Recursion in prolog is pretty much identical to recursion in any other language. The trick with prolog is that

- every variable is local, and,
- once unified, variables cease to be variables. They can never change value.

This means that you'll often need to build what I'll call "worker" predicates that do that the actual work required and carry around 1 or more variables that act as working storage. Here is an implementation of sum/2 to sum a list of integers:

```
% sum/2
sum( [] , 0 ).
sum( [X|Xs] , Total) :-
sum(Xs,X,Total).
% sum/3 (worker predicate)
sum( [], Total, Total ).
sum( [X|Xs] , Subtotal , Total ) :-
NewSubTotal is Subtotal + X ,
sum( Xs , NewSubTotal , Total ).
```

Here is an implementation in ANSI C that closely mirrors the above prolog code:

```
#include <stdlib.h>
#include <string.h>
#include <stdio.h>
// linked list structure
typedef struct listnode
{
int value ;
struct listnode *next ;
} LISTNODE ;
// core recursive worker function
int sum_core( int subtotal , LISTNODE *list )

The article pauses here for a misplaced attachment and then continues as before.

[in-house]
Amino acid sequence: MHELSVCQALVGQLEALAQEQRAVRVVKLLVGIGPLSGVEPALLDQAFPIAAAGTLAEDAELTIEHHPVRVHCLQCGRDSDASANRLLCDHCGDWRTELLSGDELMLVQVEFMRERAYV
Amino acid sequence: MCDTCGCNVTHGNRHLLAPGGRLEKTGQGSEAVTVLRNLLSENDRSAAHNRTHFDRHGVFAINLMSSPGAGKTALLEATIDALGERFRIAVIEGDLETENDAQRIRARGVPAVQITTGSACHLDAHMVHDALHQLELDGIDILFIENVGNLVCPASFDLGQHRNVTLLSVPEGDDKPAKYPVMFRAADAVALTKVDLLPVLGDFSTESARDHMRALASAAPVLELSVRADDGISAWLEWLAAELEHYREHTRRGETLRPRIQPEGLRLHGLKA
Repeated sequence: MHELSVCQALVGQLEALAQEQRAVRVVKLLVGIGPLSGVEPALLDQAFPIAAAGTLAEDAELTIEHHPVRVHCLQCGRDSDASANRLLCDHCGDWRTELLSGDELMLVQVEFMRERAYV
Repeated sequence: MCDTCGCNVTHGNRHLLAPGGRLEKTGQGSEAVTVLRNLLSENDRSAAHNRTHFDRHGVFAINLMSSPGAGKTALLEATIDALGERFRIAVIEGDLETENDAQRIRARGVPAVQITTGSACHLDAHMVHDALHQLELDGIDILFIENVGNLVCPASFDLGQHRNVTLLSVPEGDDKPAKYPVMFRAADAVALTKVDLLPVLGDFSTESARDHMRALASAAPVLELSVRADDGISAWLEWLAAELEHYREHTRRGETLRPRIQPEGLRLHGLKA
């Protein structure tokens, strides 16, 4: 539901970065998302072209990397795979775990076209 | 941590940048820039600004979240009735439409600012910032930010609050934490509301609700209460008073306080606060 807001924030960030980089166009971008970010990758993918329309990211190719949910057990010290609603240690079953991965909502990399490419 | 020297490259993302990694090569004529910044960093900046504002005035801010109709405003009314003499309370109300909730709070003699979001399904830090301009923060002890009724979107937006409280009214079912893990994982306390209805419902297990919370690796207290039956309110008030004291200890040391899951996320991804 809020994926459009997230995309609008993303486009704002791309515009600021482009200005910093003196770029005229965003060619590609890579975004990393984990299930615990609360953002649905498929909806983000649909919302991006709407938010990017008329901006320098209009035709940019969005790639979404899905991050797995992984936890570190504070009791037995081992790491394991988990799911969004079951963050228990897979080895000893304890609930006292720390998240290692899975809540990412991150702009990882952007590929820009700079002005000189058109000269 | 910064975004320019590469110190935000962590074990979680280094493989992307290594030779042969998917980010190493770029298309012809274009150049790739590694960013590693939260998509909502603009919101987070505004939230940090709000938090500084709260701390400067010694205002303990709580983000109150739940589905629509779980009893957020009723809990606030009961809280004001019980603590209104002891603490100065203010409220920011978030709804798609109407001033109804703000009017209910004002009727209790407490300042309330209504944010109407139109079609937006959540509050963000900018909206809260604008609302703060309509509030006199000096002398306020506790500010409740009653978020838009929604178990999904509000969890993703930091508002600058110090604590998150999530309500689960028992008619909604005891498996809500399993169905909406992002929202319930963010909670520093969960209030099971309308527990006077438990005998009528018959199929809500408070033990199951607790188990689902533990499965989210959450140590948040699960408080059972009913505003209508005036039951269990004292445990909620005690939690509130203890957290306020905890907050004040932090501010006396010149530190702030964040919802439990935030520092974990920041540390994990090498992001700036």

{
LISTNODE *head ;
LISTNODE *tail ;
int list_item ;
if ( list == NULL ) return subtotal ;
head = list ;
tail = list->next ;
list_item = head->value ;
return sum_core( subtotal + head->value , tail ) ;
}
// external interface
int sum( LISTNODE *list )
{
LISTNODE *head ;
LISTNODE *tail ;
int list_item ;
if ( list == NULL ) return 0 ;
head = list ;
tail = list->next ;
list_item = head->value ;
return sum_core( list->value , tail ) ;
}
int main ( int argc , char * argv[] )
{
LISTNODE *list ;
int total ;
list = malloc(sizeof(LISTNODE)) ; list->value = 1 ;
list->next = malloc(sizeof(LISTNODE)) ; list->next->value = 2 ;
list->next->next = malloc(sizeof(LISTNODE)) ; list->next->next->value = 3 ;
list->next->next->next = NULL ;
total = sum( list ) ;
return ;
}
```

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